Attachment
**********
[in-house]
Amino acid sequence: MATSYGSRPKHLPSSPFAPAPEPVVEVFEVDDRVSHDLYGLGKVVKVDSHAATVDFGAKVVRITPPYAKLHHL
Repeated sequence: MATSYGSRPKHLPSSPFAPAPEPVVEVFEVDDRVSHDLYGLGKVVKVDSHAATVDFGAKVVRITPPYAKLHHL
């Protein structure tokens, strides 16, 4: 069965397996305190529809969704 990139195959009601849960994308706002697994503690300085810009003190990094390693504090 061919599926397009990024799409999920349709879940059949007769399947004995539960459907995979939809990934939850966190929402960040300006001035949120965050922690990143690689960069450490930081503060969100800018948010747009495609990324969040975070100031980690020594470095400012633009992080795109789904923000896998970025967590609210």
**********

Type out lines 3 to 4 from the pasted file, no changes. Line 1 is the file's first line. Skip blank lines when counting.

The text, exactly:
Repeated sequence: MATSYGSRPKHLPSSPFAPAPEPVVEVFEVDDRVSHDLYGLGKVVKVDSHAATVDFGAKVVRITPPYAKLHHL
């Protein structure tokens, strides 16, 4: 069965397996305190529809969704 990139195959009601849960994308706002697994503690300085810009003190990094390693504090 061919599926397009990024799409999920349709879940059949007769399947004995539960459907995979939809990934939850966190929402960040300006001035949120965050922690990143690689960069450490930081503060969100800018948010747009495609990324969040975070100031980690020594470095400012633009992080795109789904923000896998970025967590609210």